PSR Security Alerts -- PSR is Physicians for Social Responsibility, a coalition of health professionals looking to combat nuclear proliferation and other manifestations of violence, in the name of protecting human life. Their site breaks down by topic, and I'm signed up for their alerts pertaining to national security issues. You can sign up here.
I'll continue to revise and extend this entry as I am reminded of other lists that I'm on. I know there are more, but not surprisingly it's hard for me to remember them all of the top of my head.
Lance Marshall Brown
Born: August 20, 1972 -- Pittsfield, Massachusetts
Hometown: Dalton, Massachusetts
Lance Brown is the CEO of PeoplesForum.com, an online debate and discussion community which he co-founded in 1998. He is also the Director of Future Solutions, a non-profit organization dedicated to finding non-coercive, non-governmental solutions to society's problems. He lives in Nevada City, California.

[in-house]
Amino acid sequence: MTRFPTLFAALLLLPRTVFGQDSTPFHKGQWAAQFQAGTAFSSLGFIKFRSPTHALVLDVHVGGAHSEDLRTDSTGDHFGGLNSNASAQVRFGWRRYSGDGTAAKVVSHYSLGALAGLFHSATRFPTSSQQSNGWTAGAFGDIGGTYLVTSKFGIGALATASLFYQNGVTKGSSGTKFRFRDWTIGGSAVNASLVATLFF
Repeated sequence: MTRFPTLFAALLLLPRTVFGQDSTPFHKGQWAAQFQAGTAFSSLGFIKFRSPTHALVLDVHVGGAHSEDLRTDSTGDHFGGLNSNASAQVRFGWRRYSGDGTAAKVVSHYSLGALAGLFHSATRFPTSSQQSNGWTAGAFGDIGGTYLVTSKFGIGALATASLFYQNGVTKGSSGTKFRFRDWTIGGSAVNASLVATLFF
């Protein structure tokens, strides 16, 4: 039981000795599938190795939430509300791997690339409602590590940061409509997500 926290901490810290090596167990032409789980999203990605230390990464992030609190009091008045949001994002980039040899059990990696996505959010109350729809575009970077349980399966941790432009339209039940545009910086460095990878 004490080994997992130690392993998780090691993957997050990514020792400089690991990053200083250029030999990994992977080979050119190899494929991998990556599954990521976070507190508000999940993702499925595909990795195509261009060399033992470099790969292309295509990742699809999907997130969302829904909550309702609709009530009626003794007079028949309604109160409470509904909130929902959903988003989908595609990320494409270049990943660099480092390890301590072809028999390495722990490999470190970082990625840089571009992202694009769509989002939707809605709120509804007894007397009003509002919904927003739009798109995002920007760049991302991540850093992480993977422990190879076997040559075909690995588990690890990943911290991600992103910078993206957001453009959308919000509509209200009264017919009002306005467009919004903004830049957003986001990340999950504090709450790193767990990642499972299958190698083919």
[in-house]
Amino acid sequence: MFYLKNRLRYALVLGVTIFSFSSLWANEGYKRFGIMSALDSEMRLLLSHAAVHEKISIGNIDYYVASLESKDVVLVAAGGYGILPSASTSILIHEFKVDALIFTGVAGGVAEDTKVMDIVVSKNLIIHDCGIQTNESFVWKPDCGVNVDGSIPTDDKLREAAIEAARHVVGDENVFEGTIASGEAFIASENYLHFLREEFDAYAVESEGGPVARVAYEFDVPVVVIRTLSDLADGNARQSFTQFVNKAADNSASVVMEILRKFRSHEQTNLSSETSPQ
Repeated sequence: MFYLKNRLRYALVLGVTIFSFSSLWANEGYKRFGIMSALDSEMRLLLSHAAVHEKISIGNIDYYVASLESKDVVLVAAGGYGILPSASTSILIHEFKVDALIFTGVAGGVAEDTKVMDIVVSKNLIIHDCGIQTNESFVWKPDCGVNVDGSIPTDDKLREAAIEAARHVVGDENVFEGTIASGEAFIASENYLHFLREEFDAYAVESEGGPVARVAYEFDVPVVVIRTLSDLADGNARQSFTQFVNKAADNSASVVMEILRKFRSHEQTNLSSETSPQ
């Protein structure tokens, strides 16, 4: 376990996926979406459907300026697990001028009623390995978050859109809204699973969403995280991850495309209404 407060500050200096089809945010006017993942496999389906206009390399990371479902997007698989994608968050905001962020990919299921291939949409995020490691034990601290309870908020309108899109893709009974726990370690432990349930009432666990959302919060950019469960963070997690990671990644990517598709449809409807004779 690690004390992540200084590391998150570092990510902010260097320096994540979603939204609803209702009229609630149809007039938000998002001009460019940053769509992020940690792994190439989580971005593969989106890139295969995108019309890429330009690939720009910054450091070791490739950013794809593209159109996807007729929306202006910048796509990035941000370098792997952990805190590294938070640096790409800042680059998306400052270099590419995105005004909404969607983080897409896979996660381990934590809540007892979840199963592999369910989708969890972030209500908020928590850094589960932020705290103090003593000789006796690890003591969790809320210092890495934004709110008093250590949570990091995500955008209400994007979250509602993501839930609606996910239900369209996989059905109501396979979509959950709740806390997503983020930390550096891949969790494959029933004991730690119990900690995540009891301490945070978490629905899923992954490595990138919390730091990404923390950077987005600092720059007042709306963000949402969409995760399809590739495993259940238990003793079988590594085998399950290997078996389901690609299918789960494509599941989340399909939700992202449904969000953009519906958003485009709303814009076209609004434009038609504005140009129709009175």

Lance is extremely active in political causes devoted to advancing individual liberty. He is the Chairman of the Nevada County Libertarian Party, and a co-founder of the Nevada County Bill of Rights Defense Committtee. He appears regularly as a panelist on "The Nevada County News Hour" on the local community access TV station, FCAT, and has received coverage in all of the local print and broadcast media.
Lance has also created a number of online projects and web sites, which are at various stages of development. Some of Lance's online projects include:
1987 - Junior Achievement - regional Vice President of the Year
1988 - Junior Achievement - regional President of the Year
1988 - Delegate to National Junior Achievement Conference
1989 - Attended Presidential Classroom Scholars Program
1989-90 - Attended University of Southern California
1990-91, 1992-94 - Attended University of Massachusetts at Amherst
1991-94 - President, UMass Cannabis Reform Coalition (UMACRC)/Pioneer Valley NORML
1993-94 - President, Van Meter House Council (UMass)
1994 - Launched presidential campaign